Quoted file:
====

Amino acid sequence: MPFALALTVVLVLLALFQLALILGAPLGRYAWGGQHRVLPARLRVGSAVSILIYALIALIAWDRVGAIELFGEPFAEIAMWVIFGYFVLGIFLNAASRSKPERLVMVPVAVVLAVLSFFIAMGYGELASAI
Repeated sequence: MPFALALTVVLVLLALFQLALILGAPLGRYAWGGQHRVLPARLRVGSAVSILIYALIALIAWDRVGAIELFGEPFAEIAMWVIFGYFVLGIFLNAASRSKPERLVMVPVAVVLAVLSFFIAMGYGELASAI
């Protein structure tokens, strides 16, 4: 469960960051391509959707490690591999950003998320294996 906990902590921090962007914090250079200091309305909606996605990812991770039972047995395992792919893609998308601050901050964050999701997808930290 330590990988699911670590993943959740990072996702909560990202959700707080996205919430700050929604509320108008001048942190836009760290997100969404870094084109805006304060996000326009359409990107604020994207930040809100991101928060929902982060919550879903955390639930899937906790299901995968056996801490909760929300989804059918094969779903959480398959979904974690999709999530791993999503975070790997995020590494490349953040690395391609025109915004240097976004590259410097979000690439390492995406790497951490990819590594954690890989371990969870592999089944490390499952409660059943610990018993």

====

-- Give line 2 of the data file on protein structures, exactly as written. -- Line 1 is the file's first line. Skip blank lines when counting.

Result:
Repeated sequence: MPFALALTVVLVLLALFQLALILGAPLGRYAWGGQHRVLPARLRVGSAVSILIYALIALIAWDRVGAIELFGEPFAEIAMWVIFGYFVLGIFLNAASRSKPERLVMVPVAVVLAVLSFFIAMGYGELASAI